Deathtrap Dungeon: The Interactive Video Game on PC – The DVDfever Review – Eddie Marsan

Deathtrap Dungeon: The Interactive Video Game Deathtrap Dungeon: The Interactive Video Game is a different beast to the 1998 third-person action adventure which was saw model Kelly Brook involved in the promotion.

This one is more in-keeping with the original books by Ian Livingstone, who has also been involved in this production, and a number of those theemes and drawings are included in this. I can certainly remember a fair number of them as I used to read through the books when I was in school (instead of paying full attention to the lessons). You would make a decision, it would tell you to turn to a particular page, and technically, if you bought the farm, you would have to start again.

Of course, anyone sensible, would just go back to the page they were on and check out the alternative options.

As you proceeed, you’ll click on the options similar to how you’d select those pages in the book, but since it only has options to either quit or restart the game, there are quite a few checkpoints – and I always encountered these each time I kicked the bucket, but you can’t save as you go.

Eddie Marsan in the Dungeon Master, reading out the story in a slow and methodical style, going through the process of skill points, luck points and so on, so it’s very reminiscent of old-style Dungeons and Dragons, something I played very briefly as a kid and I wish I’d played more of. I remember playing it with a friend who’d be the DM while I rolled the dice, and I also remember once asking a dragon how many hit points he had, much to my friend’s puzzlement. How strong are any of us prior to death?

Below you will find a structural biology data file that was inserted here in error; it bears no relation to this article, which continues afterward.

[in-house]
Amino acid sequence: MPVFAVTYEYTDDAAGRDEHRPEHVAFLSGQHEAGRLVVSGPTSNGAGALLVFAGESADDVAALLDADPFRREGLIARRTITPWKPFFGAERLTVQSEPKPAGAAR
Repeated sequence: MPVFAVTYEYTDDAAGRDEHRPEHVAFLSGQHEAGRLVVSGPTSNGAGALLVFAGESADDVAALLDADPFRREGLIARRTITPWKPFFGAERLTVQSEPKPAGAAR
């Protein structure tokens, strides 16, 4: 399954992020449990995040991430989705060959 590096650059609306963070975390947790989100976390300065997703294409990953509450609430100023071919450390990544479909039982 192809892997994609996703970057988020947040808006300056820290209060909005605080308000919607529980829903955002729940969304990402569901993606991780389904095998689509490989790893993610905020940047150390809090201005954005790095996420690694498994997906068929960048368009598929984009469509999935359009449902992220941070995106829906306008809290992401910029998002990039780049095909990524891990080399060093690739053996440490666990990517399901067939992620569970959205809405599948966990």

Oh, and at one point her said, “you touch something cold, hard and smooth.” Is it Pamela Anderson’s breasts? 😉


Deathtrap Dungeon: The Interactive Video Game – Full Walkthrough – Gameplay Playlist






However, while it sets the atmosphere (the game, not Pamela Anderson’s upper bits), at one point, I was told the game was adding a stamina point, yet it didn’t add anything to my score, even though I had 22 with a maximum of 24. :/

Another time, it said my stamina would be increased by 4 points, but it only went up 1 to 24, as that was the maximum. It’s a shame the game is programmed with only so many stock phrases and doesn’t include that one, although it does refers to the rule at the start that you can’t go over the maximum. The first situation was an error by the game, though.

Also, even though it helped a lot that my skill/luck scores were 12 in some games I played, combat does get very repetitive at times. And even then, you can mostly let the combat run by itself, save for eating provisions to top up your stamina.

The biggest problem, though? At the first fork in the road, I went East, worked my way through to the end, and then started again and went West… how many completely new wonders would I witness? Well, after a couple of new encounters, I ended up back on the same path, so there isn’t the variety I expected.

The overall score would’ve been more if there had been more variety, but second time round (gameplay video coming soon), the game was approximately 75% exactly the same as the first time, so that is a definite disappointment. Yes, it’s an Early Access Game, but one that’ll still cost you around £8.

Score: 5/10

Deathtrap Dungeon: The Interactive Video Game is out now PC.


Deathtrap Dungeon: The Interactive Video Game – Trailer


Important info:

  • Developer: Branching Narrative
  • Publisher: Branching Narrative
  • Players: Single player


Loading…